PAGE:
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United Fresh

FDA Compliance

Food Safety, Quality, Marketing Research on Display at United Fresh 2011

Top academic, government researchers featured in S-294 Poster Sessions

Published: Thursday, March 31, 2011 - 14:07

(United Fresh Produce Association: Washington) -- The top minds in specialty crop research will be on hand this spring at United Fresh 2011, May 2–5, in New Orleans. The annual convention and exposition of the United Fresh Produce Association will again feature posters on food safety, quality assurance, and fresh fruit and vegetable marketing as part of its S-294 Poster Sessions.

“Innovation is the lifeblood of the fresh produce industry, and innovation starts with cutting-edge research,” says United Fresh senior vice president of food safety and technology David Gombas, Ph.D. “The research on display at United Fresh 2011 holds the key to developing everything from new products to safer approaches to processing to unique ways producers can reach their customers.”

The poster session is sponsored by the California Leafy Green Products Handler Marketing Agreement (LGMA) and presented through the S-294 project, “Postharvest Quality and Safety in Fresh-Cut Vegetables and Fruits.” The project is a U.S. Department of Agriculture (USDA)-authorized Multistate Research Project and includes U.S. scientists from 16 State Agricultural Experiment Stations and five USDA Agriculture Research Service (ARS) laboratories, along with international participants from several laboratories in Canada, Italy, and Spain.

The purpose of the project is to address technological opportunities and complex problem-solving activities related to fresh-cut products that are beyond the scope of a single research institution, so that the research can be conducted in a more efficient and comprehensive way. The scientists involved in the S-294 project are an interdisciplinary group with expertise in the physiology and quality of fresh-cut products and their microbiological safety. The research being conducted involves integration of physiological, pathological, food safety, and instrumental and sensory quality measurement concepts that are essential for developing the most effective handling procedures and innovative technologies for maintaining the quality, safety, and shelf stability of fresh-cut products.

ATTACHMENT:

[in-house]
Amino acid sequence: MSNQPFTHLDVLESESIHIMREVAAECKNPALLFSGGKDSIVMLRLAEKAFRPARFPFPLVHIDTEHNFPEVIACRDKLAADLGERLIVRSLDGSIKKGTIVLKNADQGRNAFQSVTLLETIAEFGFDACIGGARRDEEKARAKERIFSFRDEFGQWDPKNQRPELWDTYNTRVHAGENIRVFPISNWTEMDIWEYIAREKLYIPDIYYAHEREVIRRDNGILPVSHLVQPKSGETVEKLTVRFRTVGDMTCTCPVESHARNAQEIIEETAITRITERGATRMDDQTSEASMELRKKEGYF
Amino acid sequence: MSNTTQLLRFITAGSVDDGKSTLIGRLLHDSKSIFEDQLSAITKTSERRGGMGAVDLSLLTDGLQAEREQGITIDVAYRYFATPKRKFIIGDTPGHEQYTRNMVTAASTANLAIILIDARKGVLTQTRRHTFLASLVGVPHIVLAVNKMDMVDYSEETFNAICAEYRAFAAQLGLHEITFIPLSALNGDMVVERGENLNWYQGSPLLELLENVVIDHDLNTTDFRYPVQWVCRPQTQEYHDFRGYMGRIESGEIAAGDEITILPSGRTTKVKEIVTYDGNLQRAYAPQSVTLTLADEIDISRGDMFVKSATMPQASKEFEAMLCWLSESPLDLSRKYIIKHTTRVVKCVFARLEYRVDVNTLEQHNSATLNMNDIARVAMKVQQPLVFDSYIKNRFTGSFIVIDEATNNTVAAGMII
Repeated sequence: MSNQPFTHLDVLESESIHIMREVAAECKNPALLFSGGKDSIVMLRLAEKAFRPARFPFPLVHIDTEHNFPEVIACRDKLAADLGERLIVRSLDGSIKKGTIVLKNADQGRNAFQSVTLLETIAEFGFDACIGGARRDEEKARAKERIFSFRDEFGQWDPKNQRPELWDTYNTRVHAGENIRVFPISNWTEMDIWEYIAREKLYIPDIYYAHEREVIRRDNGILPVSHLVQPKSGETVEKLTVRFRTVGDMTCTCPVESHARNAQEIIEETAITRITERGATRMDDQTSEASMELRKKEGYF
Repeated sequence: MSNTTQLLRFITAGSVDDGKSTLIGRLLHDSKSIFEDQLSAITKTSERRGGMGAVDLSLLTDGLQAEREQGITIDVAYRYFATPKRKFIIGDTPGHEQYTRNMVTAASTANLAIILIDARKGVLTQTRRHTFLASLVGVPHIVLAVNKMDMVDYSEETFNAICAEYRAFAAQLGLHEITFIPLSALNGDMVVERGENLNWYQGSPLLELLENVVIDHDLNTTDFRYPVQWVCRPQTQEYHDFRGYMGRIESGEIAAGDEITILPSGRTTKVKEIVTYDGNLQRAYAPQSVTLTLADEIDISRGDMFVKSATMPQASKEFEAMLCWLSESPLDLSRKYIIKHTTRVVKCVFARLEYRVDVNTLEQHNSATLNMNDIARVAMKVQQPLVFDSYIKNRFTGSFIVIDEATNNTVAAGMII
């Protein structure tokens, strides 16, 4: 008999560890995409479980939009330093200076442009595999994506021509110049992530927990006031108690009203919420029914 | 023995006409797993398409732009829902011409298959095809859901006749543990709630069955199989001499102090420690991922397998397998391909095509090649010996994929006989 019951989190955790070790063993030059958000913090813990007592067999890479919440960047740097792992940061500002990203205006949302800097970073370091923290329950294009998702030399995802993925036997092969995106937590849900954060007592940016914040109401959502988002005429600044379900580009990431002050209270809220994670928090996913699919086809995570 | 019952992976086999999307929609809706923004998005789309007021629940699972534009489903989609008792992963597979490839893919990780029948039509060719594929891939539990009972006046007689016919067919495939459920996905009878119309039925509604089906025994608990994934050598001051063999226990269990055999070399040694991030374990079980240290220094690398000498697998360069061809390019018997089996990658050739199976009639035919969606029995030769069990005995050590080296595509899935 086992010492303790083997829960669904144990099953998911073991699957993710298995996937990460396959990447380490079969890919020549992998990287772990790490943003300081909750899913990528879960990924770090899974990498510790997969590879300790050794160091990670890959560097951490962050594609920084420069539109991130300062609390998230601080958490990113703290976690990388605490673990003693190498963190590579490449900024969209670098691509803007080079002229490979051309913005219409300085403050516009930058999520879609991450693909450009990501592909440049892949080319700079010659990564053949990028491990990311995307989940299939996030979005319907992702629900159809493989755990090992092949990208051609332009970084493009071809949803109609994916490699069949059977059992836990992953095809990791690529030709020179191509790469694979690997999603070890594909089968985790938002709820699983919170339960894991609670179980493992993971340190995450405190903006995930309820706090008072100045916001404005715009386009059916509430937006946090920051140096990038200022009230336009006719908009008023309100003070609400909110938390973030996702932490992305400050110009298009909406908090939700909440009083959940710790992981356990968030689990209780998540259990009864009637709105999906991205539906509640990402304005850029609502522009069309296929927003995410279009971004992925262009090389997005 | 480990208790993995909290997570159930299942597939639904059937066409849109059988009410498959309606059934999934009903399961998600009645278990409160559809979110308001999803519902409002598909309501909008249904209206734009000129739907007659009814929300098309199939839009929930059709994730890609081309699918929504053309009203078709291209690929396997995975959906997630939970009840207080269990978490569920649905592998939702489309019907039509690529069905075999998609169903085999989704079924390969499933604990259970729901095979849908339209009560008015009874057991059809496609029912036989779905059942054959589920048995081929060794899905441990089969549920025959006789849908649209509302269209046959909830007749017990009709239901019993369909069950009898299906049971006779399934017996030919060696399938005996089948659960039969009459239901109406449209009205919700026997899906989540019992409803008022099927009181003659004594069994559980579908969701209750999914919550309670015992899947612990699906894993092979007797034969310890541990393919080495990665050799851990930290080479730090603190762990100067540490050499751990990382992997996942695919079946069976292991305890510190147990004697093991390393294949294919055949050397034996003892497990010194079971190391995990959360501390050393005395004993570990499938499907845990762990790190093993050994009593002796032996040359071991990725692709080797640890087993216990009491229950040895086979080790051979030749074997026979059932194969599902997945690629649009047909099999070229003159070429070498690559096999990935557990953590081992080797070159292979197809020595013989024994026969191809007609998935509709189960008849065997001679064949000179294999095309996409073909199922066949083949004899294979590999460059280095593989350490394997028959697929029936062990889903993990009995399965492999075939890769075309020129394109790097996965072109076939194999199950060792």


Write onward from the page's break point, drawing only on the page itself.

Research poster topics on display at United Fresh 2011 as of March 30 include:

• Sanitation procedure for juicers producing fresh-squeezed, nonpasteurized citrus juice—Jan Narciso, Chris Ference, Sarah Stone, Jinhe Bai, and Liz Baldwin, USDA Citrus & Subtropical Products Lab, Winter Haven, Florida

• A method for training sensory panelists for quality evaluation of fresh fruit—Anne Plotto, Keith Williamson, Sharon Dea, Sarah Stone, Jinhe Bai, and Liz Baldwin, USDA Citrus & Subtropical Products Lab, Winter Haven, Florida

• Gamma Irradiation: Dose effects on baby-leaf spinach vitamins—Gene Lester, USDA ARS, Beltsville, Maryland; Guy Hallman, USDA ARS, Weslaco, Texas; and Juliana Perez, NAEC, Argentina

• National Institute of Food and Agriculture: Funding Opportunities in Produce Safety and Quality—Ram Rao and Dan Schmoldt, National Institute of Food and Agriculture, Washington

• Quality change in stored, fresh-cut seedless watermelon subjected to firmness-retention dips and shipping plus vibration damage—J. C. Beaulieu, J. M. Lea, B. F. Ingber, and N. Goldberg, USDA ARS, Southern Regional Research Center, New Orleans

• Antimicrobial effect of a commercial fermentation product and NatureSeal on fresh-cut squash—Lihua Fan, En Yang, Craig Doucette, and Sherry Fillmore, AAFC, Atlantic Food and Horticulture Research Centre, Kentville, Nova Scotia, Canada

• Effects of atmosphere composition on fresh-cut artichokes—M. la Zazzera, F. Piazzolla, M. L, Amodio, and G. Colelli, Department of the Science of Production and Innovation in the Mediterranean Agricultural and Food Systems, University of Foggia, Italy